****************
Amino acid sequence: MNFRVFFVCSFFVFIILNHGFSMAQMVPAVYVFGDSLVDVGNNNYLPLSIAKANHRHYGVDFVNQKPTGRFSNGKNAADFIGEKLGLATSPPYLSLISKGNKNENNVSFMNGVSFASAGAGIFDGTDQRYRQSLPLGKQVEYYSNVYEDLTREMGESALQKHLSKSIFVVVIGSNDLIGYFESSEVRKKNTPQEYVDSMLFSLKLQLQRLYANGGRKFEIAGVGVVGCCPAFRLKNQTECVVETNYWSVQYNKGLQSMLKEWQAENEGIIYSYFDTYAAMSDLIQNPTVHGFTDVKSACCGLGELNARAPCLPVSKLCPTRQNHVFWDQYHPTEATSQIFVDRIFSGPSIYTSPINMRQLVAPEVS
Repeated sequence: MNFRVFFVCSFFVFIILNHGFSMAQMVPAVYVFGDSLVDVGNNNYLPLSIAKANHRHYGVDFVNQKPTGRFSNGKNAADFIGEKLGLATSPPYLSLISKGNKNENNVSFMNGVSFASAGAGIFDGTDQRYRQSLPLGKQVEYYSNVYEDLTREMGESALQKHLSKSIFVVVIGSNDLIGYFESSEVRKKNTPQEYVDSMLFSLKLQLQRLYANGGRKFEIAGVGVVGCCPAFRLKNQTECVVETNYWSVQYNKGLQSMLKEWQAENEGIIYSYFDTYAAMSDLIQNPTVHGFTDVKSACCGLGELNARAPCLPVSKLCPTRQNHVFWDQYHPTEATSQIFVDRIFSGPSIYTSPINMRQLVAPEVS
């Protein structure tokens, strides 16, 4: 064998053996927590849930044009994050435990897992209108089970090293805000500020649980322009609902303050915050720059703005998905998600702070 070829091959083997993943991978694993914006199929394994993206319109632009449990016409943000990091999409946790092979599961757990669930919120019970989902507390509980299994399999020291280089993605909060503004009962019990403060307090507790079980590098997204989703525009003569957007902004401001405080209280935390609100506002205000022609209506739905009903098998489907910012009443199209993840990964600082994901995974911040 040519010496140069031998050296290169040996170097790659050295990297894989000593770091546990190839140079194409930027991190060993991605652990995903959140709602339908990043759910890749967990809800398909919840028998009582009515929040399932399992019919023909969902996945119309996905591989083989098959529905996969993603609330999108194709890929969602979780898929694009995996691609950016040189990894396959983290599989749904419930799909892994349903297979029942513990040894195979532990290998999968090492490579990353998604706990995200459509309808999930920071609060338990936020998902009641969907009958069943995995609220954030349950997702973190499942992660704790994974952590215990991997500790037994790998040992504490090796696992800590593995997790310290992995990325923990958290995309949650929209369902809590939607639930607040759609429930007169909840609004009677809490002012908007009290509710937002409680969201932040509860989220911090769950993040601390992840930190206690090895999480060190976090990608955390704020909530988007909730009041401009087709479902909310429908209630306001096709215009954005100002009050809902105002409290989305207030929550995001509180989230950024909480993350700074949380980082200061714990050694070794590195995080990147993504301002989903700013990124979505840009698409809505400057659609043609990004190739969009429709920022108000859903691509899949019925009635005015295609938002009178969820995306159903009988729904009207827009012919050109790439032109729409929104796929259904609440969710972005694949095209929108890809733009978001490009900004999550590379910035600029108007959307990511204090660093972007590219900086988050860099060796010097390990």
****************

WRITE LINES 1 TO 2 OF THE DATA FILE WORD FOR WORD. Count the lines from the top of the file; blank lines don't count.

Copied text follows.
Amino acid sequence: MNFRVFFVCSFFVFIILNHGFSMAQMVPAVYVFGDSLVDVGNNNYLPLSIAKANHRHYGVDFVNQKPTGRFSNGKNAADFIGEKLGLATSPPYLSLISKGNKNENNVSFMNGVSFASAGAGIFDGTDQRYRQSLPLGKQVEYYSNVYEDLTREMGESALQKHLSKSIFVVVIGSNDLIGYFESSEVRKKNTPQEYVDSMLFSLKLQLQRLYANGGRKFEIAGVGVVGCCPAFRLKNQTECVVETNYWSVQYNKGLQSMLKEWQAENEGIIYSYFDTYAAMSDLIQNPTVHGFTDVKSACCGLGELNARAPCLPVSKLCPTRQNHVFWDQYHPTEATSQIFVDRIFSGPSIYTSPINMRQLVAPEVS
Repeated sequence: MNFRVFFVCSFFVFIILNHGFSMAQMVPAVYVFGDSLVDVGNNNYLPLSIAKANHRHYGVDFVNQKPTGRFSNGKNAADFIGEKLGLATSPPYLSLISKGNKNENNVSFMNGVSFASAGAGIFDGTDQRYRQSLPLGKQVEYYSNVYEDLTREMGESALQKHLSKSIFVVVIGSNDLIGYFESSEVRKKNTPQEYVDSMLFSLKLQLQRLYANGGRKFEIAGVGVVGCCPAFRLKNQTECVVETNYWSVQYNKGLQSMLKEWQAENEGIIYSYFDTYAAMSDLIQNPTVHGFTDVKSACCGLGELNARAPCLPVSKLCPTRQNHVFWDQYHPTEATSQIFVDRIFSGPSIYTSPINMRQLVAPEVS